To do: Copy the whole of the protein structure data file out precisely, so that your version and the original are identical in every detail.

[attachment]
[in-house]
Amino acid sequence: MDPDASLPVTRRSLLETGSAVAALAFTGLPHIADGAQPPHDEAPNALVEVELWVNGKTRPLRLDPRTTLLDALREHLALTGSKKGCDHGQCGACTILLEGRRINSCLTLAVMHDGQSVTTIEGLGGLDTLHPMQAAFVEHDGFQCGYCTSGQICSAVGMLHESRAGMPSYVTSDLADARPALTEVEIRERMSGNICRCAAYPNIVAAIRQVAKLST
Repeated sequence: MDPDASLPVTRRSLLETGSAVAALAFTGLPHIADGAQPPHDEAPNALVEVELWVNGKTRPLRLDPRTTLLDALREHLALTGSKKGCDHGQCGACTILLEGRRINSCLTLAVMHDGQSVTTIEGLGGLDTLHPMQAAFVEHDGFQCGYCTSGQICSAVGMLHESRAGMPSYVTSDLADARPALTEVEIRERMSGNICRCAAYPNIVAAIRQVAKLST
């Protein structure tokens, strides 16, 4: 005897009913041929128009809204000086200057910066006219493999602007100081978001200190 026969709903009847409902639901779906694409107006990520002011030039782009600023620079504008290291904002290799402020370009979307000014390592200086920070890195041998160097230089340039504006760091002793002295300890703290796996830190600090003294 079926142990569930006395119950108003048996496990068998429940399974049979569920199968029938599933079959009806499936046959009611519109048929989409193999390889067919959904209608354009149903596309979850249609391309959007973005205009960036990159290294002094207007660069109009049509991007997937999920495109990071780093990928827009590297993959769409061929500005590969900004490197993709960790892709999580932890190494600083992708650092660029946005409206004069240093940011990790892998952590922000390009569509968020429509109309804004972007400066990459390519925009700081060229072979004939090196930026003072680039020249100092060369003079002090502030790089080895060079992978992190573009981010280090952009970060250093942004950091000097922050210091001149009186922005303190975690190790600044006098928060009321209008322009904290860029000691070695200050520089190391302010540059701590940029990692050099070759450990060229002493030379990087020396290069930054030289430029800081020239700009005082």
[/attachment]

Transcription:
[in-house]
Amino acid sequence: MDPDASLPVTRRSLLETGSAVAALAFTGLPHIADGAQPPHDEAPNALVEVELWVNGKTRPLRLDPRTTLLDALREHLALTGSKKGCDHGQCGACTILLEGRRINSCLTLAVMHDGQSVTTIEGLGGLDTLHPMQAAFVEHDGFQCGYCTSGQICSAVGMLHESRAGMPSYVTSDLADARPALTEVEIRERMSGNICRCAAYPNIVAAIRQVAKLST
Repeated sequence: MDPDASLPVTRRSLLETGSAVAALAFTGLPHIADGAQPPHDEAPNALVEVELWVNGKTRPLRLDPRTTLLDALREHLALTGSKKGCDHGQCGACTILLEGRRINSCLTLAVMHDGQSVTTIEGLGGLDTLHPMQAAFVEHDGFQCGYCTSGQICSAVGMLHESRAGMPSYVTSDLADARPALTEVEIRERMSGNICRCAAYPNIVAAIRQVAKLST
């Protein structure tokens, strides 16, 4: 005897009913041929128009809204000086200057910066006219493999602007100081978001200190 026969709903009847409902639901779906694409107006990520002011030039782009600023620079504008290291904002290799402020370009979307000014390592200086920070890195041998160097230089340039504006760091002793002295300890703290796996830190600090003294 079926142990569930006395119950108003048996496990068998429940399974049979569920199968029938599933079959009806499936046959009611519109048929989409193999390889067919959904209608354009149903596309979850249609391309959007973005205009960036990159290294002094207007660069109009049509991007997937999920495109990071780093990928827009590297993959769409061929500005590969900004490197993709960790892709999580932890190494600083992708650092660029946005409206004069240093940011990790892998952590922000390009569509968020429509109309804004972007400066990459390519925009700081060229072979004939090196930026003072680039020249100092060369003079002090502030790089080895060079992978992190573009981010280090952009970060250093942004950091000097922050210091001149009186922005303190975690190790600044006098928060009321209008322009904290860029000691070695200050520089190391302010540059701590940029990692050099070759450990060229002493030379990087020396290069930054030289430029800081020239700009005082």